My shoulders relax when I spot the mile marker right before my road. Past the pavement’s end, I navigate the van around the dips and ruts in the dirt. The old house sits with her back to the hill, the view from the porch looking out over the gardens and fields, encompassing the valley below. The location is as close to ideal as I could imagine, and I have my great-great grandfather to thank for building his homestead here.

Patsy grumbles and snorts as she walks down the plank into the yard. I have a fenced area around her house, but we both know she spends most of her time acting as my second shadow. Where I go, she follows, unless she’s found a shady spot for a nap and can’t be bothered with my constant productivity nonsense.

My dog, Roman, leaps off the side of the porch, ignoring the steps. His curly brown and white coat gives him the appearance of a poodle mix.

True to my word, once I’ve unloaded the van, I head for the old root cellar’s entrance on the outside of the house and use the flashlight on my phone to pick out a bottle of wine.

The open kitchen and living room take up the first floor. Hand-hewn boards cover the exterior, but the original logs are exposed in the interior. Ceiling beams of sturdy, local hardwood have withstood storms and wars for centuries. Worn floorboards don’t mind new scratches from boots, claws, or hooves.

My restorations and additions to the original structures have been minimal. Among the modernizations required to make the cabin inhabitable in this century, my favorite is the professional gas range, powered by a large propane tank I buried in the yard. A bonus is that I never have to worry about running out of hot water in the shower.

I grab a glass and the bottle opener before returning to the porch where the afternoon breeze carries the scent of rain and the promise of storms. As I open the bottle, distant thunder echoes through the valley. Patsy lifts her head and sniffs before trotting up the steps. I keep one of her beds next to my chair, and she settles in it while Roman chases something in the yard.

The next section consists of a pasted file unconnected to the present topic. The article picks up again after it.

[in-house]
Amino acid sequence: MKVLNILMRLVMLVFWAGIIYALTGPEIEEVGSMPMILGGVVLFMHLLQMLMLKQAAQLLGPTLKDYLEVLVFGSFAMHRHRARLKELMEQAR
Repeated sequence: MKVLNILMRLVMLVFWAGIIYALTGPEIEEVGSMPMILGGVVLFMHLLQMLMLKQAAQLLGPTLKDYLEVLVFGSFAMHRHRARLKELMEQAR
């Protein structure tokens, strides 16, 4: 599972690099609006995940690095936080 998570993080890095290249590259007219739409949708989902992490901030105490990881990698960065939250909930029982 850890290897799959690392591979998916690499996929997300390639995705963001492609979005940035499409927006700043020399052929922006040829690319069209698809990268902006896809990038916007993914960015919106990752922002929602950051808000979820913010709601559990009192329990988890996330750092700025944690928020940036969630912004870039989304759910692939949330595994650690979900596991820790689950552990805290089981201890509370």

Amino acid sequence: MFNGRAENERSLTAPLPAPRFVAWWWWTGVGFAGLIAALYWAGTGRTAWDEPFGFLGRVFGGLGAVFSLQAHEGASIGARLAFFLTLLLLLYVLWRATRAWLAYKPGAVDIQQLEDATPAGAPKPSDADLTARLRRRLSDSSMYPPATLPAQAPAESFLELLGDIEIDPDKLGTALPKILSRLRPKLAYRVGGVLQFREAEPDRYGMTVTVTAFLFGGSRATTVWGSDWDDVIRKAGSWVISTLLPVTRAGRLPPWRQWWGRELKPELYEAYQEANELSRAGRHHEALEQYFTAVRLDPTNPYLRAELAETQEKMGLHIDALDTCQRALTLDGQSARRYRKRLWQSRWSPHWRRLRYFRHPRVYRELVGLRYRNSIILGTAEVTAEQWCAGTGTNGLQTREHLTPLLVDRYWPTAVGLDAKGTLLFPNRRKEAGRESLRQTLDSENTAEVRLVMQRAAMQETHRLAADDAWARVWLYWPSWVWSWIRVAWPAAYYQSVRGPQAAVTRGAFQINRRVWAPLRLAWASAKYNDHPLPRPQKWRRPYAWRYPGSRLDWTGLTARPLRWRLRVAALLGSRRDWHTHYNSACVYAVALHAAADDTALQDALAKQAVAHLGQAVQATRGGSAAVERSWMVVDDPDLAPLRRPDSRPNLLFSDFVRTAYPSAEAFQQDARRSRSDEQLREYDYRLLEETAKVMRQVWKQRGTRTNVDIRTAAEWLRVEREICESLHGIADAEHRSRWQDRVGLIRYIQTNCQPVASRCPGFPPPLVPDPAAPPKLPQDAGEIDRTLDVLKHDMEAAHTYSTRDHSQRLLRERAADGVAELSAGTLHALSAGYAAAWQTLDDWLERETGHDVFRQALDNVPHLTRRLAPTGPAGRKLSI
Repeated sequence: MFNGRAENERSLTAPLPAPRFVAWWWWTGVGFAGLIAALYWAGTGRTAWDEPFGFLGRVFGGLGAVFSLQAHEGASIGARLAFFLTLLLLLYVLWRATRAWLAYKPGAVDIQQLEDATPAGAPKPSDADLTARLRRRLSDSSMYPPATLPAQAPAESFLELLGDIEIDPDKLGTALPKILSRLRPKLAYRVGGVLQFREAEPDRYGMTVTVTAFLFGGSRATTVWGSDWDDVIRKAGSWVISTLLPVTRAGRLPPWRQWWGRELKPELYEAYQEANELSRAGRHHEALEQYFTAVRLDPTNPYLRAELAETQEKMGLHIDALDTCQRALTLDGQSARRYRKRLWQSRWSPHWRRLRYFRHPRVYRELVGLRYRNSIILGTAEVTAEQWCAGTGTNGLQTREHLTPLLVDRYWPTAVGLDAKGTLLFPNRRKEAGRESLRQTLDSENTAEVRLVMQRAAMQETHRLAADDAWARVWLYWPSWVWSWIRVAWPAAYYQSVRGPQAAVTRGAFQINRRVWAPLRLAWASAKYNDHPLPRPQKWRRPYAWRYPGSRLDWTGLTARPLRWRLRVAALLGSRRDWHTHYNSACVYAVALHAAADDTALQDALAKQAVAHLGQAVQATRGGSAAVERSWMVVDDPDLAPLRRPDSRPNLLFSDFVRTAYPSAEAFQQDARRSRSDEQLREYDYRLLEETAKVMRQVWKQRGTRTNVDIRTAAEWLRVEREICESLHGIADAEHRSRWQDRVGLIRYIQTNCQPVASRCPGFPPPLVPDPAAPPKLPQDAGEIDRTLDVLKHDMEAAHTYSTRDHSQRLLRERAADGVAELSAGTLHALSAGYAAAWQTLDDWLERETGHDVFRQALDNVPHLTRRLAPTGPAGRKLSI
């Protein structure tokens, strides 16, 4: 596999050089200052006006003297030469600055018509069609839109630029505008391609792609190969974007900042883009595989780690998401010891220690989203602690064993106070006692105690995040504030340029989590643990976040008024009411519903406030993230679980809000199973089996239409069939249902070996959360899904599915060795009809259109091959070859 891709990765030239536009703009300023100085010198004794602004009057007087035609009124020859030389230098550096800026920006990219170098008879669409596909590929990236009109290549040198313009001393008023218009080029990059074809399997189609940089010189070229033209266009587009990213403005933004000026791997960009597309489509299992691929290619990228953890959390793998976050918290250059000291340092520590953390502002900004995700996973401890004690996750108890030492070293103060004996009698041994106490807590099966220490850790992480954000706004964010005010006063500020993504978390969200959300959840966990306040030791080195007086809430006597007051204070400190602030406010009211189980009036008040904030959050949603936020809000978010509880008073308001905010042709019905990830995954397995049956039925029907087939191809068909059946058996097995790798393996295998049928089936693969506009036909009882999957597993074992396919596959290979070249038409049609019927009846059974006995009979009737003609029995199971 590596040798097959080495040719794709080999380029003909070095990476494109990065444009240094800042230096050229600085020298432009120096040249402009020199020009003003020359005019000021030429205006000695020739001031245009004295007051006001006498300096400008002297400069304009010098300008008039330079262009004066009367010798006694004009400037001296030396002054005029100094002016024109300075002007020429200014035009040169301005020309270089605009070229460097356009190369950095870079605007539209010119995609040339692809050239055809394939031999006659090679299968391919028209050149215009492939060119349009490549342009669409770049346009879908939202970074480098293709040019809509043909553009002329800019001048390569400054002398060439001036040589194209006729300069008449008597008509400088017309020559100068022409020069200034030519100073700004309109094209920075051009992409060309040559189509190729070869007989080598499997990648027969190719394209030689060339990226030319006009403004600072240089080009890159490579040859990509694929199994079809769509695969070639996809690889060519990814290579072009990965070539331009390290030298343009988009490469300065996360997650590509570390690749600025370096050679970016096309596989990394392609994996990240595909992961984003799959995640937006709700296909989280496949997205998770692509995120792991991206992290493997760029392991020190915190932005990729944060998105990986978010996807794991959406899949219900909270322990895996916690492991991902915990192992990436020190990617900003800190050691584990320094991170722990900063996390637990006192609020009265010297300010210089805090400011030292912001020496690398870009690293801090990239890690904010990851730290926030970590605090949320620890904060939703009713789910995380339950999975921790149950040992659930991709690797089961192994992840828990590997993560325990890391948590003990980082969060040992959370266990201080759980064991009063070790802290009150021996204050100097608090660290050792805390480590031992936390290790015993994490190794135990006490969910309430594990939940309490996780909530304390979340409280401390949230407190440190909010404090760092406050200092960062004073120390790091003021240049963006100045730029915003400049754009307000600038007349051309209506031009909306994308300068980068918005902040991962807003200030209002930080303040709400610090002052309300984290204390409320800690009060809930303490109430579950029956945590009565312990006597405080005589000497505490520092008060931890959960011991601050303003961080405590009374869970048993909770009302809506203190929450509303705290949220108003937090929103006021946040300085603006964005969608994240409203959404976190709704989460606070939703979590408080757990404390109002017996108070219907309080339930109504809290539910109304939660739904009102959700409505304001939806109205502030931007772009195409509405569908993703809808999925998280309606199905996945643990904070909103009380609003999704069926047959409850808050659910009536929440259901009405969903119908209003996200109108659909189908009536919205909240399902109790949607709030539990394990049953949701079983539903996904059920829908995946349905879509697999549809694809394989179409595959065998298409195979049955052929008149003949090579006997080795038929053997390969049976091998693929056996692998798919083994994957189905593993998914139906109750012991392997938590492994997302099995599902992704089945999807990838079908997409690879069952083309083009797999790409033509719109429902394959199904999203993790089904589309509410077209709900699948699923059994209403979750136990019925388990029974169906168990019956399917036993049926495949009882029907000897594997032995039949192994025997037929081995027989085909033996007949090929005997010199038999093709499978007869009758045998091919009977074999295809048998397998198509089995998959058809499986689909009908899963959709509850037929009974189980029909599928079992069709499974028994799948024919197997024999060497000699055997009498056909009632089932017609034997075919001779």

I pour the deep claret into my glass. French wine for a French bastard.

Giving the glass a swirl, I inhale the scent of the fine Bordeaux. A gift from someone who tried to impress me, I’m certain the bottle cost half as much as the old church van I bought to haul cargo for the farm.

I take a sip, swishing the liquid in my mouth, rolling my tongue through the expensive wine like I’m savoring the taste of a first kiss.

Thunder crackles across the dark sky to the west, and the boom of sound takes five seconds to catch up. Roman gives up the hunt and joins us on the porch.

Lifting my glass, I toast to the storm and the memory of my dear friend.

By the time I pour a refill, fat drops of rain have turned dirt into mud. The wind bends the skinny trees and flattens plants in the field. On the porch, Patsy and I remain dry.

As soon as the downpour begins, it ends. All that blustering and blowing are forgotten as leaves unfurl and trees return to stillness.

I raise my glass to the sky. “Thanks for the show, Tony.”

Standing, I carry the half-empty bottle to the railing. As a curtain of rainwater drips from the roof onto the ground, I pour the remainder of the wine over the pebbles, watching as it swirls with the clear water before disappearing.

Feeling melancholy yet satisfied, I head inside to make dinner. Patsy relocates from her bed on the porch to her bed in the living room.

Instead of something fancy, I decide to make a pot of broth beans using Nannie Ida’s recipe.

I might not have everything I’ve ever dreamed of or wanted, but I have what I need.